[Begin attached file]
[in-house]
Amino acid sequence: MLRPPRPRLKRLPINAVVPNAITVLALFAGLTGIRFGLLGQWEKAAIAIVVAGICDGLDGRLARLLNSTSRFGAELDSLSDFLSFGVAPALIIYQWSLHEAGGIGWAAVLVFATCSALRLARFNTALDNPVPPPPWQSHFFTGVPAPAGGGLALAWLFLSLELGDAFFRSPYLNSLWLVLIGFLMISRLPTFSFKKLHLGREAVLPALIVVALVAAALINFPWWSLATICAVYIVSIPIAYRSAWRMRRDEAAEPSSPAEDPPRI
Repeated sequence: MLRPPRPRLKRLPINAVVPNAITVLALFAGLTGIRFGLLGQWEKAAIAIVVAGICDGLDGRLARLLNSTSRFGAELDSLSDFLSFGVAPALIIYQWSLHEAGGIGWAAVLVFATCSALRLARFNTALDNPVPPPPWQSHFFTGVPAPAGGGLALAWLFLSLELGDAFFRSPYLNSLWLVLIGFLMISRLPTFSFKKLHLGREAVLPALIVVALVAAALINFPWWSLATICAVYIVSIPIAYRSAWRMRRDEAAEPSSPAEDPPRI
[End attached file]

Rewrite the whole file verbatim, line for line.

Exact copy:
[in-house]
Amino acid sequence: MLRPPRPRLKRLPINAVVPNAITVLALFAGLTGIRFGLLGQWEKAAIAIVVAGICDGLDGRLARLLNSTSRFGAELDSLSDFLSFGVAPALIIYQWSLHEAGGIGWAAVLVFATCSALRLARFNTALDNPVPPPPWQSHFFTGVPAPAGGGLALAWLFLSLELGDAFFRSPYLNSLWLVLIGFLMISRLPTFSFKKLHLGREAVLPALIVVALVAAALINFPWWSLATICAVYIVSIPIAYRSAWRMRRDEAAEPSSPAEDPPRI
Repeated sequence: MLRPPRPRLKRLPINAVVPNAITVLALFAGLTGIRFGLLGQWEKAAIAIVVAGICDGLDGRLARLLNSTSRFGAELDSLSDFLSFGVAPALIIYQWSLHEAGGIGWAAVLVFATCSALRLARFNTALDNPVPPPPWQSHFFTGVPAPAGGGLALAWLFLSLELGDAFFRSPYLNSLWLVLIGFLMISRLPTFSFKKLHLGREAVLPALIVVALVAAALINFPWWSLATICAVYIVSIPIAYRSAWRMRRDEAAEPSSPAEDPPRI